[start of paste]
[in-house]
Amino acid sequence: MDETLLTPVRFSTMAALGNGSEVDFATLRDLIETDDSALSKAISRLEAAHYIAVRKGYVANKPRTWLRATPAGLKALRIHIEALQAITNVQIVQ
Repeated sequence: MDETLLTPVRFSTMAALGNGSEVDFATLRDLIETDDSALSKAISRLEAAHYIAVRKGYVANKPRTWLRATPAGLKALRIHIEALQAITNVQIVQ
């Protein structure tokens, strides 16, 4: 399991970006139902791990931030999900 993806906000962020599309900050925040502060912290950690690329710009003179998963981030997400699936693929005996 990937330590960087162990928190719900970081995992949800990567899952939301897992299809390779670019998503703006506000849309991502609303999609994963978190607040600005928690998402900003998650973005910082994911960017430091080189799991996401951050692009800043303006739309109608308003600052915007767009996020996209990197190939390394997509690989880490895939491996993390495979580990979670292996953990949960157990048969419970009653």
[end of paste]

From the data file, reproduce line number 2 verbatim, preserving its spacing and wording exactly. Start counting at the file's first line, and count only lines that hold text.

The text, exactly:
Amino acid sequence: MDETLLTPVRFSTMAALGNGSEVDFATLRDLIETDDSALSKAISRLEAAHYIAVRKGYVANKPRTWLRATPAGLKALRIHIEALQAITNVQIVQ